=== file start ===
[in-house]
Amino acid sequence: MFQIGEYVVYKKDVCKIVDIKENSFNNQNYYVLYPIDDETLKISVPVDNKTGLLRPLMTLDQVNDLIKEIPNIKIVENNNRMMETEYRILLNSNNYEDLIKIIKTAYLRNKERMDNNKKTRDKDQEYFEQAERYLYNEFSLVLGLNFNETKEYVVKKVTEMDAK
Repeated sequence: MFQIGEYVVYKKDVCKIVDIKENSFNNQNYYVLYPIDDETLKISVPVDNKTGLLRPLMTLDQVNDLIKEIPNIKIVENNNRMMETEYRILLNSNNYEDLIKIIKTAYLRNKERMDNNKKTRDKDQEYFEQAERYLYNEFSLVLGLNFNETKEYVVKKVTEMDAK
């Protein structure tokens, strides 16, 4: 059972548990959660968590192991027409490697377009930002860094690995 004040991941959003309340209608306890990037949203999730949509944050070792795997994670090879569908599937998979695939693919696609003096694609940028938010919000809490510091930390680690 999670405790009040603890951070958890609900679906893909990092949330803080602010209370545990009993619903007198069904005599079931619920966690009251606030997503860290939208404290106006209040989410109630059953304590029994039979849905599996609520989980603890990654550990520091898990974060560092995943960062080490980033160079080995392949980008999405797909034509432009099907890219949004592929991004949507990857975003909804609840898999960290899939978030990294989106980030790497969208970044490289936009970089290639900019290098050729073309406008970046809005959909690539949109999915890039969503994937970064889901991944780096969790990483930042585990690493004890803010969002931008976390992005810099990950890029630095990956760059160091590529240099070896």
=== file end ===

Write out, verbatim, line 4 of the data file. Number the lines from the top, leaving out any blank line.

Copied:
């Protein structure tokens, strides 16, 4: 059972548990959660968590192991027409490697377009930002860094690995 004040991941959003309340209608306890990037949203999730949509944050070792795997994670090879569908599937998979695939693919696609003096694609940028938010919000809490510091930390680690 999670405790009040603890951070958890609900679906893909990092949330803080602010209370545990009993619903007198069904005599079931619920966690009251606030997503860290939208404290106006209040989410109630059953304590029994039979849905599996609520989980603890990654550990520091898990974060560092995943960062080490980033160079080995392949980008999405797909034509432009099907890219949004592929991004949507990857975003909804609840898999960290899939978030990294989106980030790497969208970044490289936009970089290639900019290098050729073309406008970046809005959909690539949109999915890039969503994937970064889901991944780096969790990483930042585990690493004890803010969002931008976390992005810099990950890029630095990956760059160091590529240099070896």